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A Guide to Australian Honey

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A Guide to Australian Honey
Christina Soong-Kroeger

The flavour of honey is dependent on many things but is mostly determined by the flowers that the bees feasted on while producing the honey.

Nowadays many of the most popular supermarket brands of honey in Australia offer mixed blends that combine a number of different honeys to produce a consistent and pleasant taste.

However, there are an astonishing number of different types of honey sold in Australia and it is well worth exploring the different kinds available at grocery stores, farmers' markets and direct from the farm gate (or apiary).

As the flavours of different honeys vary so much, you may find that you prefer one type of honey in your muesli, another in cakes or ice-creams, and yet another in salad dressing.

Part One of this series on Australian honey will focus on five different honeys produced by Buzz Honey, a South Australian honey producer.

Blue Gum Honey

This medium flavoured honey is produced by bees feeding on the Blue Gum Eucalyptus (Eucalytus globulus). This honey has a magnificent, earthy yet slightly minty flavour and is wonderful drizzled on crumpets or used to make honey cakes or ice-creams. One South Australian ice cream manufacturer, Golden North, uses Blue Gum honey to produce their signature honey ice cream.

Recipes to try: Honey Vanilla Ice Cream, Cinnamon Honey Ice Cream and Elderflower and Honey Ice Cream.

Bush Mallee

This honey from the Murray region of South Australia is a rich, strongly flavoured honey. More assertive in flavour than the Blue Gum, this honey would be perfect in strong tea as its flavour is assertive enough to still make its presence known. It would also go well drizzled over muselis with lots of different flavours and used in marinades with soy sauce and sesame oil.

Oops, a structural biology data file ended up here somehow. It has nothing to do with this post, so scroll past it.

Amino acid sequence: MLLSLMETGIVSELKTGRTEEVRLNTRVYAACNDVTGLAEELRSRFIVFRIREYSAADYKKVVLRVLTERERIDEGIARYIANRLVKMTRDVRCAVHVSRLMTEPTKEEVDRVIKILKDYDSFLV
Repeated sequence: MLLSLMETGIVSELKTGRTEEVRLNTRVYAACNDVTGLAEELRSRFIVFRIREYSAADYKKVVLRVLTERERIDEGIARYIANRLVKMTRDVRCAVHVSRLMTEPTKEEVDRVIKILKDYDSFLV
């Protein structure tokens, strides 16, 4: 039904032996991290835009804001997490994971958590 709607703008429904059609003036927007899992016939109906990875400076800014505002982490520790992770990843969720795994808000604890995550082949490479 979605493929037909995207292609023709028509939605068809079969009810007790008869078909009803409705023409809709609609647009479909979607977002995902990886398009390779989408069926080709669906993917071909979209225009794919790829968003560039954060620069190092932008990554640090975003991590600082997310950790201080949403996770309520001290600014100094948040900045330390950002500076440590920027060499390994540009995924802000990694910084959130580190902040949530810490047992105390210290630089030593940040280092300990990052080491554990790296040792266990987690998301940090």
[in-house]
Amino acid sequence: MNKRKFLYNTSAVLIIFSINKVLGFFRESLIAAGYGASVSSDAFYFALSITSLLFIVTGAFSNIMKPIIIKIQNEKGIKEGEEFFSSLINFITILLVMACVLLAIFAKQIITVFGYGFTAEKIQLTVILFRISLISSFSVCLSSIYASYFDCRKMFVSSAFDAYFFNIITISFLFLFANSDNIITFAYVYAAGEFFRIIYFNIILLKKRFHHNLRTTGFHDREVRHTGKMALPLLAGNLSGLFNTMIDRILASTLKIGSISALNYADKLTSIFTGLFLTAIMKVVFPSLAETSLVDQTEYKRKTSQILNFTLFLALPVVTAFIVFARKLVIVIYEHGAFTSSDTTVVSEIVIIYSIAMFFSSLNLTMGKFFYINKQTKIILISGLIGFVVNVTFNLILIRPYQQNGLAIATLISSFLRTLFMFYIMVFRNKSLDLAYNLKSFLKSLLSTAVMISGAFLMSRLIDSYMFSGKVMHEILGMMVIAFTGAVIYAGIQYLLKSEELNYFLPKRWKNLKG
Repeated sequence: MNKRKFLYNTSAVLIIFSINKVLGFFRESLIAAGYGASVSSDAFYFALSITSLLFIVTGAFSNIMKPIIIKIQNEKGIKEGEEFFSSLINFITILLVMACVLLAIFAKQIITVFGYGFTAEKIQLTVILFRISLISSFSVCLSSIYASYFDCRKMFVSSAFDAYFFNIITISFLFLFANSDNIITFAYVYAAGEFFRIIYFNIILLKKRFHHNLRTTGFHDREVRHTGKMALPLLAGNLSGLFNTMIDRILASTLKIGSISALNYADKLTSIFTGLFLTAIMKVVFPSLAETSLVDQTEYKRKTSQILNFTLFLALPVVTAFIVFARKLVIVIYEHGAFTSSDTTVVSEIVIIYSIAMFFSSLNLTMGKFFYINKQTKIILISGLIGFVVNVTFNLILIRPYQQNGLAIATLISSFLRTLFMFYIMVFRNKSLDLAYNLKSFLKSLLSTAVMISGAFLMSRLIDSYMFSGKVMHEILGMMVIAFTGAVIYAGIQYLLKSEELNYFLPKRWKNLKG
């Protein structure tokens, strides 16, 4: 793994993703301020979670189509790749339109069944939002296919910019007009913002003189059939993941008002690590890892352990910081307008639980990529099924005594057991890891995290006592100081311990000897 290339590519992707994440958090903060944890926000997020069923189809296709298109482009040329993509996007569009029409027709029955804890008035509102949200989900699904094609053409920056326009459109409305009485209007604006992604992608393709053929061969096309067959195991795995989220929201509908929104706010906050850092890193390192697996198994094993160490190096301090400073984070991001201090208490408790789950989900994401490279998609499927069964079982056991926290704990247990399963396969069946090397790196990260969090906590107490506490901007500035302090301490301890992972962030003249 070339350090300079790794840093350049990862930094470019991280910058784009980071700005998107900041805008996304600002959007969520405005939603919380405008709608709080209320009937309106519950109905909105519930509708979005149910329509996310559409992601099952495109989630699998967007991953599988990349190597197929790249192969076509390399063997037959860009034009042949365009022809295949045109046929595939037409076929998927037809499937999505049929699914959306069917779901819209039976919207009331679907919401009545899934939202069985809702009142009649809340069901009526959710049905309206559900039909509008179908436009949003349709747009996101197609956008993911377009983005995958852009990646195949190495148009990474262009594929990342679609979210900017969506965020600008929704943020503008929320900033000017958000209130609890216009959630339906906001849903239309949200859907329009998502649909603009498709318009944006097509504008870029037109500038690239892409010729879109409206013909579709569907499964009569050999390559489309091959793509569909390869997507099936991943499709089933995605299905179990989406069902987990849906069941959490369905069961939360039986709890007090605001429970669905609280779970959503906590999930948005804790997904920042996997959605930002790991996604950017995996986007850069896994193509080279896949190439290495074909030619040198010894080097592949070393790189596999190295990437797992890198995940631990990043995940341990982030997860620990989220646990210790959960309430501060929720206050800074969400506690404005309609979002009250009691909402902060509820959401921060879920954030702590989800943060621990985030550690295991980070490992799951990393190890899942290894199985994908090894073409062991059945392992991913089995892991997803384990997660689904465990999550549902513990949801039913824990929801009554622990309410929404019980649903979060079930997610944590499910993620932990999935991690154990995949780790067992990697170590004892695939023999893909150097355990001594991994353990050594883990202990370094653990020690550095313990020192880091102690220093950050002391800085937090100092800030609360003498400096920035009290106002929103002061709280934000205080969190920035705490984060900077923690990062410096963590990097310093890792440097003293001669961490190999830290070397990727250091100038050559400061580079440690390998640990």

Recipes to try: Honey Nut Toasted Museli, Toasted Muesli and Honey Soy Chicken Wings.

Meadow Honey

This lovely honey from South Australia's Limestone Coast is a very delicately flavoured honey. It would be perfect on fresh bread or toast with butter or drizzled over yoghurt and fruit. It would work less well in cooking or hot beverages as some of the subtle flavour nuances would be lost.

Recipes to try: Honey with Yoghurt and Honeyed Fruit Salad Recipe.

Orange Blossom Honey

This honey from South Australia's Riverland region is a gorgeously fragrant honey. It has a delightfully citrusy flavour that would work wonderfully drizzled over pancakes or in cakes and biscuits. It would also work well in salad dressings.

Recipes to try: Balsamic Honey Salad Dressing, Honey Dijon Salad Dressing and Honey Lime Fruit Salad Dressing.

Leatherwood Honey

This honey originates from the Tarkine Rainforest in Tasmania and is a strong-flavoured honey produced by bees feeding on the Leatherwood Eucalyptus tree. It has a complex, distinct, floral aroma and works well on toast and crumpets as well as in cakes and other baked goods.

Recipes to try: Honey Walnut Cake and Low Carb Honey Cake.

As is common in the food industry, the writer was provided with complimentary honey for the purpose of reviewing. While it has not influenced this review, About.com believes in full disclosure of all potential conflicts of interest. For more information, see our Ethics Policy.

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